[Today is part 2 of a 3-part blog on pleasure and it’s place in our lives. To read part 1, click HERE] Last week we looked at the danger of living life in the pursuit of pleasure. That passion for fun, happiness and for a thrill can be quite the driving force, but it will always leave you empty. There isn’t enough in this life to experience, to have, or to laugh at that can sustain that kind of veracious appetite. God didn’t give us this life simply so we can experience pleasure.
However, that doesn’t mean God expects us to avoid the experience of pleasure.
It seems like there is often a piety associated with pain and discomfort. Indeed, God’s Word is clear that suffering is part of the road for those who wish to live a life that please God. Paul told his preaching protege Timothy, that, “Everyone who wants to live a godly life in Christ Jesus will be persecuted” (2 Timothy 3:12). It’s a clear statement without any qualification. The fact is: If you pursue an Overboard Life, you will find hardship along the way.
But hardship and pleasure are not mutually exclusive ideas. It’s not like we’re talking extremes, and that it has to be one or the other. I’ve known too many Christians who love the Lord, and despise pleasure. They make Christianity look painful and joyless. While I know they personally experience joy in their lives (ok...on a couple of them I assume there has to be some hint of laughter in their hearts every once-in-a-while!), they make holiness a serious business without much joy. The assumption is, “If you’re having fun, you’re probably doing something wrong!”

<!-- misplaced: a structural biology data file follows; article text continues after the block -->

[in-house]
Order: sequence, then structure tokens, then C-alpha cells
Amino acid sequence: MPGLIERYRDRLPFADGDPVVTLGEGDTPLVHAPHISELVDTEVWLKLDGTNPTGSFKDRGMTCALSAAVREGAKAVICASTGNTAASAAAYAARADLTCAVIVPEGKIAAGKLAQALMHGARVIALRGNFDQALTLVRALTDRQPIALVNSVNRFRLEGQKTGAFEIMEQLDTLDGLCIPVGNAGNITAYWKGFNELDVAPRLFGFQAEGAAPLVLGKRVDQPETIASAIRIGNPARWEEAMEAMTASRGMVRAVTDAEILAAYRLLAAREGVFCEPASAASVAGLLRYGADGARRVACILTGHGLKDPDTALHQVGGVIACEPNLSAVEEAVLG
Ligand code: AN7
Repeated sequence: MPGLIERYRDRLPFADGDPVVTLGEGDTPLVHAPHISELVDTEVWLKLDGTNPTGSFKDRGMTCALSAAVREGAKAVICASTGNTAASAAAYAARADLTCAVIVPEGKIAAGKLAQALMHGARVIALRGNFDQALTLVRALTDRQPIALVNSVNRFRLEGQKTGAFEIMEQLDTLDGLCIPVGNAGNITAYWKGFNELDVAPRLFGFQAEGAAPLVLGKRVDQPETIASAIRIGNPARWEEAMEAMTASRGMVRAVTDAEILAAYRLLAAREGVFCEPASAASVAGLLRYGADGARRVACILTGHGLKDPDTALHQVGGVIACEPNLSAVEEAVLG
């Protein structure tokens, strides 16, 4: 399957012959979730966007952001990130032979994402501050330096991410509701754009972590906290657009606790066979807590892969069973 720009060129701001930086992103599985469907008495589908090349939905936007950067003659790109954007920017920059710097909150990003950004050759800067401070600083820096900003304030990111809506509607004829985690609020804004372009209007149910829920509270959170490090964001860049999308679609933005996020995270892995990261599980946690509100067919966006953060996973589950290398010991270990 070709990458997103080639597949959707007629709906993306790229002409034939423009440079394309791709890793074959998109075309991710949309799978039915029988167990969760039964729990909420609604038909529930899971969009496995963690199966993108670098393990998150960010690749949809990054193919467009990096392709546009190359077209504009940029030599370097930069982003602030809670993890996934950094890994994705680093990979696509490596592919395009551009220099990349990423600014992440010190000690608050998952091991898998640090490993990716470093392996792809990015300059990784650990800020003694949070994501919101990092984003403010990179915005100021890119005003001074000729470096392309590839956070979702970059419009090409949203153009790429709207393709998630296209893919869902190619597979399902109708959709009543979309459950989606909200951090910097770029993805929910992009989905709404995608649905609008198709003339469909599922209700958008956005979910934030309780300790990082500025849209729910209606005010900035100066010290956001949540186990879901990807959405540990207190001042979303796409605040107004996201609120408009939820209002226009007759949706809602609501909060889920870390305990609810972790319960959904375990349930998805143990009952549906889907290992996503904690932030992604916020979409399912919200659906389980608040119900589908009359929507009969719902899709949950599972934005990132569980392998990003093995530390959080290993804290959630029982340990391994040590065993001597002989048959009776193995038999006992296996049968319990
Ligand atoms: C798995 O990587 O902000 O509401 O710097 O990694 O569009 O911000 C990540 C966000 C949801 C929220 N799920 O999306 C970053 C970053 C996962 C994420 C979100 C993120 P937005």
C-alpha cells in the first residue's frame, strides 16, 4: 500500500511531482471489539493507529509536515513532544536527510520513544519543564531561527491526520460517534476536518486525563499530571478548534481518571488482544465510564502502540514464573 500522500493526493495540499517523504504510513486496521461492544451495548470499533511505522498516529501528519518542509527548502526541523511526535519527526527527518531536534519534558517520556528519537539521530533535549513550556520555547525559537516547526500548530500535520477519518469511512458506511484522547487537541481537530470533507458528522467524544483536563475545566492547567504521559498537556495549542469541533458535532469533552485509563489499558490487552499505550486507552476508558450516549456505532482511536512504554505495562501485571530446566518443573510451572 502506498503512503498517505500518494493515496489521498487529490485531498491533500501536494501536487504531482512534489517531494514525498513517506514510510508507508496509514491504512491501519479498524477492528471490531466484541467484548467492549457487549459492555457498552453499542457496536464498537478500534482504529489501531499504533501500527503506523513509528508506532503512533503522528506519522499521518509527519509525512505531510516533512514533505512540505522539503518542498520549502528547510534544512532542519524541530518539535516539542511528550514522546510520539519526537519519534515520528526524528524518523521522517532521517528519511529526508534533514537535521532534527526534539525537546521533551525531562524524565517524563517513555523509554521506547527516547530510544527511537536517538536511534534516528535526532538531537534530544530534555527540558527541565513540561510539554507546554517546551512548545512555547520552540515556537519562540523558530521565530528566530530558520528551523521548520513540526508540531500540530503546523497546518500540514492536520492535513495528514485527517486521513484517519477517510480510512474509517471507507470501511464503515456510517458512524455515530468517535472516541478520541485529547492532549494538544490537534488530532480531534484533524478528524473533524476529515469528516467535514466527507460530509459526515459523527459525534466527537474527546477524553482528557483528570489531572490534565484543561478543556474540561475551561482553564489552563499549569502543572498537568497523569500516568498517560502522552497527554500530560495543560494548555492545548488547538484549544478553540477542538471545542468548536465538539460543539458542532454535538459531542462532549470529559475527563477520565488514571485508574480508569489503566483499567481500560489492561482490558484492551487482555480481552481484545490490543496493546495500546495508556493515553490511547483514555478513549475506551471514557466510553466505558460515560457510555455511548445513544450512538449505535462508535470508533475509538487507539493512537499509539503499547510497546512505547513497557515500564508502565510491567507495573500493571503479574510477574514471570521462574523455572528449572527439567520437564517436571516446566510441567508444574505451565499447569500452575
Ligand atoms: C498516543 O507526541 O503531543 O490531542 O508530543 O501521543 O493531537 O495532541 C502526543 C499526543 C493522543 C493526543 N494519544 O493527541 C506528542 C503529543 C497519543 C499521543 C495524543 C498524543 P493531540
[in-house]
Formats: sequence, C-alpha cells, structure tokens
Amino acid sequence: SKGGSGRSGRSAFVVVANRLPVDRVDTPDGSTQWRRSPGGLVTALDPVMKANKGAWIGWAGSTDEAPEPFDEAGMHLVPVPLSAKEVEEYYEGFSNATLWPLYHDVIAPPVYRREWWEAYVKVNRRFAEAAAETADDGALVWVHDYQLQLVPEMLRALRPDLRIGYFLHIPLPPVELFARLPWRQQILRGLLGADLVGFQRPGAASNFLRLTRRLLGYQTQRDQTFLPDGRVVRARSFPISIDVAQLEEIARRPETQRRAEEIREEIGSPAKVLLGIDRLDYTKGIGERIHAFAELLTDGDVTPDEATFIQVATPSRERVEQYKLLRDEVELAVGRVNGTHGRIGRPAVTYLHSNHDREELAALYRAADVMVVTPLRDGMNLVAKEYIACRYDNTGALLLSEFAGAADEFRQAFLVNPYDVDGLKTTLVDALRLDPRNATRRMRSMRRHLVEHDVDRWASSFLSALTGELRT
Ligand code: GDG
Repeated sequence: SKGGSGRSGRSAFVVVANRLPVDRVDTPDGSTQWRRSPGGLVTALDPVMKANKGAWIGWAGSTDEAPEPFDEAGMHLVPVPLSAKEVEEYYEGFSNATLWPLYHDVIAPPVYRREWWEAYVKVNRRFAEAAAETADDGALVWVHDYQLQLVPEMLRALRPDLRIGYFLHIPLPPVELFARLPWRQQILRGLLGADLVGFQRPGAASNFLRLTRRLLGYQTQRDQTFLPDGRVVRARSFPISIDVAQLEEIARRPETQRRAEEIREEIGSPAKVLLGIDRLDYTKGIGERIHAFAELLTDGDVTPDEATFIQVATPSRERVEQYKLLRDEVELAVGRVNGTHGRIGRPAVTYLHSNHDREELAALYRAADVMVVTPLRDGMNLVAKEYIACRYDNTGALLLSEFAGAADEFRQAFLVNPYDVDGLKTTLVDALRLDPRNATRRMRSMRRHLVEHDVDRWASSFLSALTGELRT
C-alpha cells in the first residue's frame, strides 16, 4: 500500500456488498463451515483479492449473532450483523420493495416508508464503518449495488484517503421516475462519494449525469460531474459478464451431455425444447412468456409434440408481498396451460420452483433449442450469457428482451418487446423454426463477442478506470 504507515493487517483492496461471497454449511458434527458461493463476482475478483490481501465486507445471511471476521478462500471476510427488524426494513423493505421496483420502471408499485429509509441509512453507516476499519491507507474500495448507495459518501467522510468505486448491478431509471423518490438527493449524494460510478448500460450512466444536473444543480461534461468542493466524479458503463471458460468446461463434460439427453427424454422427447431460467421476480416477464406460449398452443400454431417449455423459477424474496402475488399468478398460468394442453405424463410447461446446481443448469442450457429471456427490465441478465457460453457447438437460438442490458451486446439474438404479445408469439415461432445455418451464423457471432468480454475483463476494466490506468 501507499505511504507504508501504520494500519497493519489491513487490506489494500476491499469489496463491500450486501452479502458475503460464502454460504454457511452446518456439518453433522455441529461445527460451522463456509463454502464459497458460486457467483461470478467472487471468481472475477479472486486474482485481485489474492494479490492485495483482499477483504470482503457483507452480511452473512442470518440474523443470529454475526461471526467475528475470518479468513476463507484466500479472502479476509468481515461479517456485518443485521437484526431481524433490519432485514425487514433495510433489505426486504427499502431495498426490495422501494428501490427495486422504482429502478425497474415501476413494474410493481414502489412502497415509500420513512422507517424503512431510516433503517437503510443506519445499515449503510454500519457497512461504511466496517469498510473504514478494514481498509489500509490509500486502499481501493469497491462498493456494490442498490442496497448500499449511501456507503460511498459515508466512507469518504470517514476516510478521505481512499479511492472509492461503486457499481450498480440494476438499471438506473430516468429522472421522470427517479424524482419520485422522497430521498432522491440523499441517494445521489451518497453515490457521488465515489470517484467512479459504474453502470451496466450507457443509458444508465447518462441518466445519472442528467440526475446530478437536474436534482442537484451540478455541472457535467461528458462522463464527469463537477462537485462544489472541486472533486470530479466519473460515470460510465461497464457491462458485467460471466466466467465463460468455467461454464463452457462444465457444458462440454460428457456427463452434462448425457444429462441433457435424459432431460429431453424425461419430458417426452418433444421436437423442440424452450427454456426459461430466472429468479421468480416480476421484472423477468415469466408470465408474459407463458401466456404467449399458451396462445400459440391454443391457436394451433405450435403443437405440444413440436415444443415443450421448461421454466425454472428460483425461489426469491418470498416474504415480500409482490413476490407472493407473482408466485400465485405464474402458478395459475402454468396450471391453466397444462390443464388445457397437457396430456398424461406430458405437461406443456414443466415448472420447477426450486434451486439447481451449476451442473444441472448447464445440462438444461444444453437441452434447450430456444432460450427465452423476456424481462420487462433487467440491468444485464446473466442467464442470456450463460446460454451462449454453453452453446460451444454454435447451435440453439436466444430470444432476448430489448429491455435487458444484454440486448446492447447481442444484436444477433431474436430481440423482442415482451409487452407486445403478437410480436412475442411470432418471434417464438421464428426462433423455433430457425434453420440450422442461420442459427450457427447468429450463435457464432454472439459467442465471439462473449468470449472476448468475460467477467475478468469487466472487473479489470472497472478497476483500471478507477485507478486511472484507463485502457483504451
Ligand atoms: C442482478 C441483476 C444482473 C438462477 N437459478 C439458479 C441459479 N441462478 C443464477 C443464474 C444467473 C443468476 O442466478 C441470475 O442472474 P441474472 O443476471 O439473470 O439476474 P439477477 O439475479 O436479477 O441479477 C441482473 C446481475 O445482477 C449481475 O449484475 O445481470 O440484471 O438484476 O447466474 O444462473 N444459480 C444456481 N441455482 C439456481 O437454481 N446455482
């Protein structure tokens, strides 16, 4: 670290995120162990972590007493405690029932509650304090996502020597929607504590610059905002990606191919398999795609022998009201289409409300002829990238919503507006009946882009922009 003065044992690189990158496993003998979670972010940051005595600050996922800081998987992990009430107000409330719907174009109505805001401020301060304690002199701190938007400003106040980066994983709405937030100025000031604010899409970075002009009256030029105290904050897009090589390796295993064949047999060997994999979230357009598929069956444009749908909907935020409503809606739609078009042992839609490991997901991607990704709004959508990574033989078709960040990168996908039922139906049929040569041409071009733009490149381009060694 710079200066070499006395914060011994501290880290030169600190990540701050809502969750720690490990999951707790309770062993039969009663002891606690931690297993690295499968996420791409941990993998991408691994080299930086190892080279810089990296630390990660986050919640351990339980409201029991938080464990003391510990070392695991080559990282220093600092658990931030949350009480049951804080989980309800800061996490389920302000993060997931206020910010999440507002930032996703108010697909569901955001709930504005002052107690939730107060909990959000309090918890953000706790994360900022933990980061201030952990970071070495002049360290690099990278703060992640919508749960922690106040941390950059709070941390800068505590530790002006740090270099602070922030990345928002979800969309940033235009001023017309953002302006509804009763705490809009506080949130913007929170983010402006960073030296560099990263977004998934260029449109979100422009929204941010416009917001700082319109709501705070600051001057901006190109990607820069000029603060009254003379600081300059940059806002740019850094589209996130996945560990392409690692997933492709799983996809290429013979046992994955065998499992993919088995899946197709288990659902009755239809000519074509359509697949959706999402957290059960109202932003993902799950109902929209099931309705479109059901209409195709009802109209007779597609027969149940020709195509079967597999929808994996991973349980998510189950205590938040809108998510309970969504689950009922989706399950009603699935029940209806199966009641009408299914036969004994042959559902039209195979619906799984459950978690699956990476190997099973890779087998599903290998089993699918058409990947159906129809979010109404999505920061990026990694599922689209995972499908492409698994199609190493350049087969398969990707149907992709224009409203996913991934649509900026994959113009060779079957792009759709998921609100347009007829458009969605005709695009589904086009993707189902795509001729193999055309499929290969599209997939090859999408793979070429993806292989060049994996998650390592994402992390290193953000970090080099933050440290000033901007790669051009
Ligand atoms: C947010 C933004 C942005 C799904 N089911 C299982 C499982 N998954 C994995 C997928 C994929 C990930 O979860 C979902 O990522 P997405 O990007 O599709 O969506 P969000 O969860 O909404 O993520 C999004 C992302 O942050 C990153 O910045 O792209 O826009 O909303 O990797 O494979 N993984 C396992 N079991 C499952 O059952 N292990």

Years ago I worked at a church with a great heritage and a solid Gospel ministry. They church was in a series of transitions at the leadership level and during that time, my wife and I were working with the young people. In our area, a Christian camp had just closed it’s doors and in the process an enormous home made foosball table had been donated to our church. Not only was this table larger than regular tables, it was heavy: like, 4-man-to-lift, heavy.
One afternoon I was talking to the church secretary when a gentleman from the church stormed into the office and asked, “Who ordered the game table in the youth room?!?!?!” The secretary very calmly let him know that the pastor had approved it. Then he did something I hadn’t seen before, in a church. He slammed his hand on the desk and yelled (I’m talking, red in the face kind of yelling), “I will not sit by and let this church be turned into a gaming facility!” With that he stormed out of the office and slammed the door shut behind him. He must have had the adrenaline flowing through his body because somehow, he moved the entire table out of the youth room, by himself!
This man’s perspective on fun was simple: the Worship of God is serious business (and he’s right, it is!), and if you’re having fun, you’re not worshipping Him (and here he’s wrong!). The idea that the Christian life should be joyless, or at least pleasureless, is contrary to so many clear passages of Scripture. In Part 3/3, we’ll examine the key passages about pleasure in the Scripture.
In the mean time, it’s important to avoid the two extremes: making every decision about pleasure, and rejecting all forms of pleasure. Both are extremes that fly contrary to God’s design for our lives. Jesus is walking on the water, and He is calling us out of the comfort of our boats and challenging us to experience the joy and pleasure of walking with Him. Without a doubt, living the Overboard Life will cause great challenges and bring on difficulties and potential heartaches. But walking with Jesus on the water will also bring greater pleasures and deeper joys than you could ever experience in the comfort of the boat.
So go ahead and take the plunge, life is always better on the water!